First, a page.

To the beautiful sound of Pomp and Circumstance, more than 430 seniors walked down the steps of 's front terrace Friday evening to become the institution's 124th graduating class.
Wearing their traditional caps and gowns, black for the boys and white for the girls—rows of four students at a time emerged from their school to the joy and pride of the nearly 3,000 people who watched them achieve one of the most memorable milestones of their lives.
Student speaker Siobhan Wynne elicited laughter from the graduates by telling them graduation would mean having to no longer worry about the "dreaded tardy."
She recalled going to lunch with her friends at the nearby on East Main Street and reminded her fellow classmates that they had not accomplished their graduation goal alone.
She thanked the school's administration for providing a good learning environment, the custodial staff for keeping the school grounds beautiful, the guidance counselors for helping students achieve their goals and the teaching staff, whom she described as "golden," for helping them learn despite challenges.
"Thank you for staying up late answering emails because we procrastinated our reading logs," she told the teachers. "Thank you for putting up with our calling out, our not-so-funny jokes and our excuses for missing assignments."
But mainly, she expressed appreciation to the educators for preparing the students for college, the workforce and life. "We would not have gotten here without each and every one of you," she said. "It's up to us now ... this is our moment. Let's get out there and make our fellowship proud."
In relating the "star fish story," student speaker Michaella Montana encouraged the graduates to make a difference for at least one person in their lives, just like the character in the fable that saves one starfish at a time by throwing them back into the sea.
Taking goals and intentions one step at a time is essential in living values, Montana said, adding that her goals would be to live "the three Cs," referring to courage, curiosity and compassion.
Student speaker reminded the graduates of all the possibilities in their path ahead and how those opportunities should be celebrated.
He called Friday's graduation a significant transformative period of life for the students. "Endings provide context and clarity—the ability to evaluate one's current trajectory," he said.
He said the conclusion of his high school career had shown him the diversity and uniqueness of the graduating class—artists, poets, athletes, actors, musicians and scholars.
"Today’s generation of young people is the first to have grown up under the heady cultural influence of Google, viral celebrities, a flattening world, ephemeral online social networks, and banks that are too big to fail," Esslinger said.
"The result is unprecedented: an entire class of young adults who have never
been more enterprising, well informed, and ambitious, nor as foolish, selfish, and irreverent."
Esslinger also acknowledged that in their lifetimes, the graduates would have to deal with issues that their parents and grandparents could not have even conceived of.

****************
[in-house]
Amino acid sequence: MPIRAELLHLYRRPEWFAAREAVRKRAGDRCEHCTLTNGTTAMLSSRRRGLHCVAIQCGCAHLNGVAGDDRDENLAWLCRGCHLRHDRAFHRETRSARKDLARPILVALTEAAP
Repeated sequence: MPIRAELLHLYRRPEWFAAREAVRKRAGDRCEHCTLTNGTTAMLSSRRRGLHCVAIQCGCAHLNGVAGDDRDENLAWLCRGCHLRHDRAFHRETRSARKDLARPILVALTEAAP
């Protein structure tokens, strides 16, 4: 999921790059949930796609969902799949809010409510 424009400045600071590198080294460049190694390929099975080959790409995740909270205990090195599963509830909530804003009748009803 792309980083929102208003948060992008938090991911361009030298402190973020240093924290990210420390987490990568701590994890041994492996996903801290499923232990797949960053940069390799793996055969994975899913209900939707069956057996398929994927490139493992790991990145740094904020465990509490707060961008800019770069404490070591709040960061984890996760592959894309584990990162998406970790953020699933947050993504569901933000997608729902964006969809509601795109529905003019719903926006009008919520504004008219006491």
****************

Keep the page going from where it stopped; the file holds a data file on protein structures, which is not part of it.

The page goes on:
" ... Dire environmental crisis, the rapid rise of foreign powers, pervasive economic dislocation, and an increasingly interconnected world. How we tackle these challenges will depend on our ability to maintain the kind of youthful optimism and confidence that inexperience brings," he eloquently said.
School officials attending the graduation included members of the Los Gatos-Saratoga Joint Union High School District Board of Education, District Superintendent Bob Mistele and assistant principals Kristina Grasty, Valerie Arbizu and Rob Bobeda.
This year's valedictorian and salutatorian were and Hirsh Goswamy.
Los Gatos High School Principal Markus Autrey asked the graduates to look around and remember that the special occasion was taking place during a spectacular evening on a beautiful night and setting and remarked how he was amazed at how quickly the past four years had passed and how much the students had accomplished during that time.
"I just want you to take this moment, log it in your memory, cherish it and enjoy it," he said. "I also want to recognize the teachers and staff members who have spent the past four years teaching you, clearing your absences, giving you directions, serving you food, cleaning up after you, helping you figure out your next steps and many other countless tasks.
"This staff is dedicated to your academic success ... to your character development, to your confidence and the discovery and realization of your passions and interests. It gives us all great joy to see you in this moment after four years," Autrey added.
Los Gatos High School junior Steven Beveridge, 17, described the graduating class as tight-knit, sharing a close bond forged by years of shared experiences such as the suicide of the late student Jill Naber while they were sophomores.
Parent Robert Bassi, whose 17-year-old son Zack was among the graduates Friday, described the class as distinguished and going to great schools. He said he had attended a scholarship ceremony last week and was impressed to learn that many of the seniors would be going to West Point, the Air Force Academy and other prestigious schools.